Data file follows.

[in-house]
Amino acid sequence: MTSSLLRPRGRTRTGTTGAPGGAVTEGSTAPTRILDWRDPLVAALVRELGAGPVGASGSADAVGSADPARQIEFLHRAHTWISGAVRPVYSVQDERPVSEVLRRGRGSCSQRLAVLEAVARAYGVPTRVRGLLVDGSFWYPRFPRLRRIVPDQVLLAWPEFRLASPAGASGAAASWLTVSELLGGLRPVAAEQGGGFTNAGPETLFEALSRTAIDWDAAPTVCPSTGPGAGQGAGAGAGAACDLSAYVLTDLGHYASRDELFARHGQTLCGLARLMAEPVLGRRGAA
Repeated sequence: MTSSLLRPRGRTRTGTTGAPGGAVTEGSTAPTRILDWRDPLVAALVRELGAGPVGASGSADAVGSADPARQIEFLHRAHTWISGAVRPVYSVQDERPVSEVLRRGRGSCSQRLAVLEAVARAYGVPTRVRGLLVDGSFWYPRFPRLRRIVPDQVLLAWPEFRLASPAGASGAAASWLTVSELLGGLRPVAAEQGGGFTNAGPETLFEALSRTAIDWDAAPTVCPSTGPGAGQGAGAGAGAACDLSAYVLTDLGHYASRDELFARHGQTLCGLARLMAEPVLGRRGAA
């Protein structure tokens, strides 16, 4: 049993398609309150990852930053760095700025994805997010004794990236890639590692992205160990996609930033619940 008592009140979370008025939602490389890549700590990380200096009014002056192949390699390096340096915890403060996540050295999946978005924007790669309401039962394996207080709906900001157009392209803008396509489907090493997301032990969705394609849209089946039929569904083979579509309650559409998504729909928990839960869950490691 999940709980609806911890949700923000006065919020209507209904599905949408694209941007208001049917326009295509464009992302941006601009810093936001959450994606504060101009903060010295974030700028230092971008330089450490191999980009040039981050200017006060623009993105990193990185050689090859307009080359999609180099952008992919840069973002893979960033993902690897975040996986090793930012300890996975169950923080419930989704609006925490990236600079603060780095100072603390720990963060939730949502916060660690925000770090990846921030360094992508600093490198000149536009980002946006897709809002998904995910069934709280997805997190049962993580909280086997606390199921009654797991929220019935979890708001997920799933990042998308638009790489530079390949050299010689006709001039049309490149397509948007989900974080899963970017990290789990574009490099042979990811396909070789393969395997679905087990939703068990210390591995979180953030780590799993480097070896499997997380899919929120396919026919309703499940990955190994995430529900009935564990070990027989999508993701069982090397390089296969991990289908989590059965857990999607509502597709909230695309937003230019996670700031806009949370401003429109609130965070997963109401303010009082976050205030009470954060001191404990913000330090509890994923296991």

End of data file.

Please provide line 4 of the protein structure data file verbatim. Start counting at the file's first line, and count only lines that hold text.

């Protein structure tokens, strides 16, 4: 049993398609309150990852930053760095700025994805997010004794990236890639590692992205160990996609930033619940 008592009140979370008025939602490389890549700590990380200096009014002056192949390699390096340096915890403060996540050295999946978005924007790669309401039962394996207080709906900001157009392209803008396509489907090493997301032990969705394609849209089946039929569904083979579509309650559409998504729909928990839960869950490691 999940709980609806911890949700923000006065919020209507209904599905949408694209941007208001049917326009295509464009992302941006601009810093936001959450994606504060101009903060010295974030700028230092971008330089450490191999980009040039981050200017006060623009993105990193990185050689090859307009080359999609180099952008992919840069973002893979960033993902690897975040996986090793930012300890996975169950923080419930989704609006925490990236600079603060780095100072603390720990963060939730949502916060660690925000770090990846921030360094992508600093490198000149536009980002946006897709809002998904995910069934709280997805997190049962993580909280086997606390199921009654797991929220019935979890708001997920799933990042998308638009790489530079390949050299010689006709001039049309490149397509948007989900974080899963970017990290789990574009490099042979990811396909070789393969395997679905087990939703068990210390591995979180953030780590799993480097070896499997997380899919929120396919026919309703499940990955190994995430529900009935564990070990027989999508993701069982090397390089296969991990289908989590059965857990999607509502597709909230695309937003230019996670700031806009949370401003429109609130965070997963109401303010009082976050205030009470954060001191404990913000330090509890994923296991």